HOW YOUNG IS TOO YOUNG FOR A BIKINI? [Column]
June 15, 2015

Last April, my husband and I set aside our pipe dream of buying a cabin in the woods and instead poured all that precious cash into one big hole in the ground. That is to say, we succumbed to the Southern California cliche and built a swimming pool in our yard. Suddenly, and predictably our lives revolved around the pool. Dinners became poolside BBQs. Playdates became pool-dates. There were always, always, towels in the dirty clothes hamper. And our 9-year-old daughter's closet became home to a rapidly accumulating collection of bathing suits. The last part was my fault. I am a sucker for adorable kids' clothes in general and bathing suits in particular, especially those that are even remotely vintage-looking. (Read more...)

THE CASE FOR HAVING JUST ONE KID [Column]
Jan. 13, 2015

For the first five years of my daughters life, I was frequently told that I should consider having more children. I was still in the early 30s, after all, and had no fertility issues holding me back. "Don't you at least want to try for another?" people would ask, genuinely thrown. "No," I'd answer, "I just want one." Then would come the litany of reasons to procreate again. Single children tend to be spoiled. You can afford it. Children need siblings. There will be no one to share her burden when you et old. There will be no one to share her grief when you die. Don't all husbands secretly pine for a boy? Won't she feel pressured to be a perfect child? And what if she dies? WHAT IF SHE DIES? (Read more...) 

THOSE SCARY THREE-LETTER WORDS [Guest Blog]
October 17, 2011

Talking openly with your children about sensitive subjects is hard. It always has been. The topic my parents used to fear is S-E-X. My sister was 13 when my dad decided it was time to have “The Sex Talk” with her. It was the early 1980s. My dad, an educated, modern man who wanted to get things right, did the responsible thing and bought a sex-education book. When the moment seemed right, he headed to my sister’s bedroom, opened the door, tossed the book on her bed, and said: “Read that, and don’t ever do it.” Then he shut the door and walked away. (Read more...)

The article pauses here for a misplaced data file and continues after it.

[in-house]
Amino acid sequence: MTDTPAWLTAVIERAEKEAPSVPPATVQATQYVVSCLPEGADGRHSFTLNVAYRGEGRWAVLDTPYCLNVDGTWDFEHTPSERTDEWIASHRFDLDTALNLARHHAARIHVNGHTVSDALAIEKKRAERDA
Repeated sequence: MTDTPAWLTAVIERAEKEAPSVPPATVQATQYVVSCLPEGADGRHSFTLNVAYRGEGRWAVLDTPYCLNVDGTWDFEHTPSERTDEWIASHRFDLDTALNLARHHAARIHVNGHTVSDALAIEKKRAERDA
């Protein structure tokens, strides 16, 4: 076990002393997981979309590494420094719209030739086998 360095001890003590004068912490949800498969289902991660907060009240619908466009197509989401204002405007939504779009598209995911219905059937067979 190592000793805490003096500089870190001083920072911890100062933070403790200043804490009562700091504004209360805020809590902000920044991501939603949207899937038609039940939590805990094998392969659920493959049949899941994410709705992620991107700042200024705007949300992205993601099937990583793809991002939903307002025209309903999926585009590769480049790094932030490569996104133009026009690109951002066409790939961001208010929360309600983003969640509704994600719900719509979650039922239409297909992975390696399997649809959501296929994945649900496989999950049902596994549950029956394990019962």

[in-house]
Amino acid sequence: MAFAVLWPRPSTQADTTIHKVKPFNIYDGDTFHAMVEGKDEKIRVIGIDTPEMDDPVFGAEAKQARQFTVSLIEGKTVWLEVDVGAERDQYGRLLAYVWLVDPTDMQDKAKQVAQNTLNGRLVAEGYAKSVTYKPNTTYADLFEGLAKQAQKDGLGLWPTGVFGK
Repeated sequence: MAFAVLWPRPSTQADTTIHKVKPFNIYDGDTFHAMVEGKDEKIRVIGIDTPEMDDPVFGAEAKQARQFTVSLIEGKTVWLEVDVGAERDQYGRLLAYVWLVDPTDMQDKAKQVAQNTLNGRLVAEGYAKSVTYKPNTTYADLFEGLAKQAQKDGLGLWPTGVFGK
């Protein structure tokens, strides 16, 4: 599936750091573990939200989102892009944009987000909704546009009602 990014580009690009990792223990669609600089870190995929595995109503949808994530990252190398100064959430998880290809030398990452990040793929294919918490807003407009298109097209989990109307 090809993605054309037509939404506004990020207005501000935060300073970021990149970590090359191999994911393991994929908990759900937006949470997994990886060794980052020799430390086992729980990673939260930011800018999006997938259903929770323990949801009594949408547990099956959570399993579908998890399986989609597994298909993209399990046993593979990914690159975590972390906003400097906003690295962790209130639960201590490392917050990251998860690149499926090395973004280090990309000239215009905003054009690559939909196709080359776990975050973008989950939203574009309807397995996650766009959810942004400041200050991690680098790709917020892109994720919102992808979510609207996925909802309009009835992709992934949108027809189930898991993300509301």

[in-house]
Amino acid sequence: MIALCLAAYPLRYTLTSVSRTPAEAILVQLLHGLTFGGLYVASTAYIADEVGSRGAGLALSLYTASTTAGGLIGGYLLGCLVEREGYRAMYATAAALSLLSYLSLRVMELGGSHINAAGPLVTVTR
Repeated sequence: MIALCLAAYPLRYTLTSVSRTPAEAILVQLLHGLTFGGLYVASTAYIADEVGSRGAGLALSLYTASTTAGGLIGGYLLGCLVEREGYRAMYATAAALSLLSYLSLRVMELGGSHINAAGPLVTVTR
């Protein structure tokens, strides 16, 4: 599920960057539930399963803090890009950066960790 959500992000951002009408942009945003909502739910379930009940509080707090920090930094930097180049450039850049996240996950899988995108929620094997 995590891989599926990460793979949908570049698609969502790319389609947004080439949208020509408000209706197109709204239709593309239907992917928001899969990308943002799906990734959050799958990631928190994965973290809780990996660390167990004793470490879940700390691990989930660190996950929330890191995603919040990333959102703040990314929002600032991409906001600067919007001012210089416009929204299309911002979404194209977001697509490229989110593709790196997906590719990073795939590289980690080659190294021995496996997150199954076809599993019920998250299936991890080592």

JUDGING KIDS IS A MIX OF HOPE, HEARTBREAK [Part of a series]
May 21, 2008

Gibson Lee’s day could be boiled down to names on a worn-out chalkboard. Each morning, the Long Beach Juvenile Court judge slides on his black robe and strides four steps to a raised bench at the front of his fifth-floor courtroom. The names of juveniles are scrawled on a chalkboard near the door. Each name signifies a criminal case ready to be called and a child ready to be judged. “Every day has a routine,” says Lee, 60. “And every day is different.” (Read More…)

A CASE OF ABUSE AND MURDER [Article]
Oct. 7, 2007

Two weeks had passed since his mother’s murder, and 14-year-old Charlie Schockner was looking to share one haunting thought. His mother, Lynn Schockner, had been stabbed to death during an apparent burglary attempt on Nov. 8, 2004, as police surrounded her Bixby Knolls home to investigate a prowler call. Officers caught the killer fleeing the yard with a bloody dagger and a cap full of jewelry. Now it was late November, and Long Beach Police Detectives Chris Cardoza and Richard Birdsall had arrived to update Charlie and his father on the status of the unusual case. After the briefing, Charlie made an excuse to talk to Birdsall in the front yard — out of his father’s earshot. He lowered his voice and shared the haunting thought. “How’s my Dad involved?” he asked. “I know he’s involved somehow.” (Read More…)

OFFICER DOWN! HOW THE LBPD WON A RACE FOR LIFE [Article]
March 30, 2007

Long Beach Police Chief Anthony Batts had seen this emergency room countless times. But this was different. It was three days before Christmas, and two of Batts’ officers had just been shot during a traffic stop on a downtown thoroughfare. Both had been hit above their bullet-proof vests. Blood was everywhere. The doctors and nurses at Long Beach Memorial Medical Center moved in a tense choreography — pressing, cutting, retrieving, hovering. Their stern faces conveyed a grim, unspoken truth. (Read more…)

BRUCE KOKLICH SENTENCED FOR KILLING HIS WIFE [Article]
March 24, 2007

A successful real-estate agent was sentenced to 15 years to life in prison Friday for killing his wife, the daughter of a late state senator. Bruce Koklich, 44, pursed his lips and clasped his hands tightly together as Norwalk Superior Court Judge Philip Hickok imposed the sentence mandated for second-degree murder. Hickok also denied a defense motion for a new trial and a request to release Koklich on bail pending his appeal. Despite repeated claims of his innocence, Koklich was convicted last October of killing Jana Carpenter Koklich , the daughter of Paul Carpenter, whose dying wish was that his son-in-law be charged with murder. (Read more…)

COUNCILMAN RESIGNS AMID BUSINESS-DEAL SCRUTINY [Article]
Feb. 8, 2006

Embattled City Councilman Dan Baker abruptly resigned his position at the beginning of Tuesday’s council meeting, leaving behind a panel of stunned colleagues and apparently ending a once-promising political career. “I’m going to step aside and I’m pretty much done,” Baker said before walking out of the nearly empty Council Chambers. “The council, I hope, will be able to move on with its business and move on with the very important things of this city. So effective tomorrow, I will be resigning my position on the City Council.” (Read more…)